I am not really a shoot from the hip guy. Bad calculations end up in bad judgments. So if you need some of the numbers tweaked for your region. Let me know I will correctem. I plan on having a calclator posted online soon.

    Efficiency of appliance
    Cost of fuel
    = cost of 1 million BTU's

    it's good your looking into cash flow -- it is a pillar of modern finance. And, one the best tools for finding oportunity loss.




    [​IMG]
    [​IMG]
    [​IMG]
  6. jebatty

    jebatty Minister of Fire

    Joined:
    Jan 1, 2008
    Messages:
    4,845
    Loc:
    Northern MN
    My rationalization for going with the Tarm Solo Plus 40. 1) had to do something, as old water jacket OWB went defunct last March; 2) we live in a rural area, and any fuel source other than wood makes no sense and electric is very expensive; 3) wanted something better than a campfire; 4) wanted something to brag about; 5) it looked like it really would be fun and an adventure to undertake this project; 6) the wife was willing.

    No regrets -- all expectations met or exceeded.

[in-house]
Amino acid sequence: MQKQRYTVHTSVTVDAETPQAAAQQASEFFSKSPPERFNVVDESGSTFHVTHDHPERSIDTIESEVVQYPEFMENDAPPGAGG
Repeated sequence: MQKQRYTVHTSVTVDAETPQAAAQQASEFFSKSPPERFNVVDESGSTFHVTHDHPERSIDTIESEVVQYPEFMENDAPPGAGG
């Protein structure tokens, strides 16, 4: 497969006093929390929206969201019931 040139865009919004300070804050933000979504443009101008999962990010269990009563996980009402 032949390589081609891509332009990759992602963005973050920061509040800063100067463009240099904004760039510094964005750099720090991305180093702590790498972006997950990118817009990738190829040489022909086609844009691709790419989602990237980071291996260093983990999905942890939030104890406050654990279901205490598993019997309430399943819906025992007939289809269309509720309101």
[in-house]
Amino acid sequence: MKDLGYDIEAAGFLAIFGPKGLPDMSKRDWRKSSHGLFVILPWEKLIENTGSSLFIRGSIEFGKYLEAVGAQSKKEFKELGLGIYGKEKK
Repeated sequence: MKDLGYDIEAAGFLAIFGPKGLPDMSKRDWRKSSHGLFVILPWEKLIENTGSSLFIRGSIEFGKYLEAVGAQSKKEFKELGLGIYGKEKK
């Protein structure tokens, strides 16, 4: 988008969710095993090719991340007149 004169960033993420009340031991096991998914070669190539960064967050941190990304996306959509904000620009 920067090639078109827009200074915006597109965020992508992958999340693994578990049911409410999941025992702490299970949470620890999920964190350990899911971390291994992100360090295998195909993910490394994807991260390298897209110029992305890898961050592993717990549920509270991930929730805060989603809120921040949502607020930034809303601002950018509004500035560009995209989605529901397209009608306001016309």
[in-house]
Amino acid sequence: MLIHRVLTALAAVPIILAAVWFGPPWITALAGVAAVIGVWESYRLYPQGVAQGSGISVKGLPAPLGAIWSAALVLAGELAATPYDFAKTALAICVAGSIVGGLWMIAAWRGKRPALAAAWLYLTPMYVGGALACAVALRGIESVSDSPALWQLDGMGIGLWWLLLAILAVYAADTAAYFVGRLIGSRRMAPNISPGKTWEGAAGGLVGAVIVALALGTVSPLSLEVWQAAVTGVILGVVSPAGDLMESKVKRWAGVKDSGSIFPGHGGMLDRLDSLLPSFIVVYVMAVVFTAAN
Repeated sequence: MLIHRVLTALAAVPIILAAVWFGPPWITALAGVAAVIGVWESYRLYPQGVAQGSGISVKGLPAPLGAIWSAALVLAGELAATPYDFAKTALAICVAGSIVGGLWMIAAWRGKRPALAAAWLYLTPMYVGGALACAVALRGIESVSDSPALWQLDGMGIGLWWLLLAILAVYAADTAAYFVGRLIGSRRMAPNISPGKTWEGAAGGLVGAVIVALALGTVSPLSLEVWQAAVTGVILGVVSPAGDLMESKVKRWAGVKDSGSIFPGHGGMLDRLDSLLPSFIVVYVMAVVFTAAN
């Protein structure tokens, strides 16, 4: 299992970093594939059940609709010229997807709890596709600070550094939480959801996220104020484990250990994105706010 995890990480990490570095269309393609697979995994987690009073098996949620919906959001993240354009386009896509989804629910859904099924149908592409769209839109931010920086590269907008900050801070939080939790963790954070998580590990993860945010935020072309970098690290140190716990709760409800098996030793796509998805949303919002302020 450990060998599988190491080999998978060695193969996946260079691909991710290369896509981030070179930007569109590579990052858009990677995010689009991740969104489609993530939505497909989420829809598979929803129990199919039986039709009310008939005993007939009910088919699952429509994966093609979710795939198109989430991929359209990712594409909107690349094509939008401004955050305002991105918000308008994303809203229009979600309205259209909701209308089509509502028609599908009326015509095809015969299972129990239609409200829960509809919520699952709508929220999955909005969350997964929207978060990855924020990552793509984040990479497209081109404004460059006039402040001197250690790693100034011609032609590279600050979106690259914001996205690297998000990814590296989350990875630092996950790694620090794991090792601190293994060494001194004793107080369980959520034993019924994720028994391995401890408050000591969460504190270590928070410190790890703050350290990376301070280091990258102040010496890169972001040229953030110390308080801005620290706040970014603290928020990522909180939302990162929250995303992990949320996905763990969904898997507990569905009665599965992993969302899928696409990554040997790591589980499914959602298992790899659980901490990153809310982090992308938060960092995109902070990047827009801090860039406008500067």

7. Nofossil

    Nofossil Moderator Emeritus

    Joined:
    Oct 4, 2007
    Messages:
    3,437
    Loc:
    Addison County, Vermont
    I've actually stayed in Wytheville - my mother in law is from Bluefield, WV.

    While it's a different climate, my oil bills would be about the same as your K-1 if I hadn't gone the gasification route. I did mine earlier and perhaps simpler in some ways than Eric did, and my out-of-pocket was more like $7k.

    Seems like you're on the cusp. If somebody makes a compact gasifier woodstove, that might serve your needs. If you want to keep the wood outside, a small gasifier boiler and enclosure would make sense. If the enclosure were insulated and big enough to hold several weeks of firewood as well as tools and lawnmower, it might take some of the curse off of the effort involved.